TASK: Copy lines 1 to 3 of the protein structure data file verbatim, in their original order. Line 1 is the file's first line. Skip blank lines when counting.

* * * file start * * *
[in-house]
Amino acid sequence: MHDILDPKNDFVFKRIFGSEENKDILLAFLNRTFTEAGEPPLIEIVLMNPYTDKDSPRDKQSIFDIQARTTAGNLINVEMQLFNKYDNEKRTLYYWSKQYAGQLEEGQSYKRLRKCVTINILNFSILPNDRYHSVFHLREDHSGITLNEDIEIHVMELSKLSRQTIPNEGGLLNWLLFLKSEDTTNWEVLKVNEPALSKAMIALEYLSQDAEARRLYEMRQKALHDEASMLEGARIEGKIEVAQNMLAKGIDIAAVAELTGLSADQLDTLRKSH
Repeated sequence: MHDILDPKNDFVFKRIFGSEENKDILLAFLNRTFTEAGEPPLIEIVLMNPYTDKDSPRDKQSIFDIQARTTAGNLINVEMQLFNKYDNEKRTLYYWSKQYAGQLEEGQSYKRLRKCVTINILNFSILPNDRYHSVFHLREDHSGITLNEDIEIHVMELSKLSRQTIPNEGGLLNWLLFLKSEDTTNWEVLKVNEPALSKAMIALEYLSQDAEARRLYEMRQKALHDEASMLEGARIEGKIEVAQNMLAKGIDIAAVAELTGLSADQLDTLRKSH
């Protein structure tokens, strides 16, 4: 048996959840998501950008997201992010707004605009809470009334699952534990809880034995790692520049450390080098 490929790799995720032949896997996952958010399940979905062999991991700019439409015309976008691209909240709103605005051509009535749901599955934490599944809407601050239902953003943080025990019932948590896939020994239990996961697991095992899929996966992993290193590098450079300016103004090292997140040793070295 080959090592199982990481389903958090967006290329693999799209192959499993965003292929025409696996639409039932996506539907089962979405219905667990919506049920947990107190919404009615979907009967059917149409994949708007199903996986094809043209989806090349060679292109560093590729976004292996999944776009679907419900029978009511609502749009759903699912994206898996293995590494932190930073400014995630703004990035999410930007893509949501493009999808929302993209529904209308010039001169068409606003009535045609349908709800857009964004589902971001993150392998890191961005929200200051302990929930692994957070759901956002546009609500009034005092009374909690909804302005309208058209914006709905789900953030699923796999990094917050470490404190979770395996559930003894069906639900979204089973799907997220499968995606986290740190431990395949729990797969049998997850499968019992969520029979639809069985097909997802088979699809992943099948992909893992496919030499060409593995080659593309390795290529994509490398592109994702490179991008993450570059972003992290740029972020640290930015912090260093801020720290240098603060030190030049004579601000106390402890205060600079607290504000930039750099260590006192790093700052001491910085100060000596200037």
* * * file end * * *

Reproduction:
[in-house]
Amino acid sequence: MHDILDPKNDFVFKRIFGSEENKDILLAFLNRTFTEAGEPPLIEIVLMNPYTDKDSPRDKQSIFDIQARTTAGNLINVEMQLFNKYDNEKRTLYYWSKQYAGQLEEGQSYKRLRKCVTINILNFSILPNDRYHSVFHLREDHSGITLNEDIEIHVMELSKLSRQTIPNEGGLLNWLLFLKSEDTTNWEVLKVNEPALSKAMIALEYLSQDAEARRLYEMRQKALHDEASMLEGARIEGKIEVAQNMLAKGIDIAAVAELTGLSADQLDTLRKSH
Repeated sequence: MHDILDPKNDFVFKRIFGSEENKDILLAFLNRTFTEAGEPPLIEIVLMNPYTDKDSPRDKQSIFDIQARTTAGNLINVEMQLFNKYDNEKRTLYYWSKQYAGQLEEGQSYKRLRKCVTINILNFSILPNDRYHSVFHLREDHSGITLNEDIEIHVMELSKLSRQTIPNEGGLLNWLLFLKSEDTTNWEVLKVNEPALSKAMIALEYLSQDAEARRLYEMRQKALHDEASMLEGARIEGKIEVAQNMLAKGIDIAAVAELTGLSADQLDTLRKSH